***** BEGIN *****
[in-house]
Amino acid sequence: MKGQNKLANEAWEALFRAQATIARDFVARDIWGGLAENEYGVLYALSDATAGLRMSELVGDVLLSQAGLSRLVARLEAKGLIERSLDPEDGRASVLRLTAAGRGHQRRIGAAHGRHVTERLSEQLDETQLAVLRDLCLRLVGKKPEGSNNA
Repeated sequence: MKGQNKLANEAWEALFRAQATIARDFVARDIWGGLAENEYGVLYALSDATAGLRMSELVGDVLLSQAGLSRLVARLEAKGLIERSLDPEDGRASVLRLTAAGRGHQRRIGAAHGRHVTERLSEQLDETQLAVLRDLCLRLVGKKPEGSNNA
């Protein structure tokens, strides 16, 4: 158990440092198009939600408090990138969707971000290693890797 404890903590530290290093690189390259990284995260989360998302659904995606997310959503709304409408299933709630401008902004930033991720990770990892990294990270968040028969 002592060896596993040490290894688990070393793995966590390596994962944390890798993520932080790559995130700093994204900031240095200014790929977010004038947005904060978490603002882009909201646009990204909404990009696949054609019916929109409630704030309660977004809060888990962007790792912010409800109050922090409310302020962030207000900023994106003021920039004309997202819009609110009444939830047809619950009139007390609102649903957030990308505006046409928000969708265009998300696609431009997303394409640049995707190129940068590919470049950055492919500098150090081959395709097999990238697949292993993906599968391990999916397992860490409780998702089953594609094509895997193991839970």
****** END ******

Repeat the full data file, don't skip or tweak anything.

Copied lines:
[in-house]
Amino acid sequence: MKGQNKLANEAWEALFRAQATIARDFVARDIWGGLAENEYGVLYALSDATAGLRMSELVGDVLLSQAGLSRLVARLEAKGLIERSLDPEDGRASVLRLTAAGRGHQRRIGAAHGRHVTERLSEQLDETQLAVLRDLCLRLVGKKPEGSNNA
Repeated sequence: MKGQNKLANEAWEALFRAQATIARDFVARDIWGGLAENEYGVLYALSDATAGLRMSELVGDVLLSQAGLSRLVARLEAKGLIERSLDPEDGRASVLRLTAAGRGHQRRIGAAHGRHVTERLSEQLDETQLAVLRDLCLRLVGKKPEGSNNA
């Protein structure tokens, strides 16, 4: 158990440092198009939600408090990138969707971000290693890797 404890903590530290290093690189390259990284995260989360998302659904995606997310959503709304409408299933709630401008902004930033991720990770990892990294990270968040028969 002592060896596993040490290894688990070393793995966590390596994962944390890798993520932080790559995130700093994204900031240095200014790929977010004038947005904060978490603002882009909201646009990204909404990009696949054609019916929109409630704030309660977004809060888990962007790792912010409800109050922090409310302020962030207000900023994106003021920039004309997202819009609110009444939830047809619950009139007390609102649903957030990308505006046409928000969708265009998300696609431009997303394409640049995707190129940068590919470049950055492919500098150090081959395709097999990238697949292993993906599968391990999916397992860490409780998702089953594609094509895997193991839970």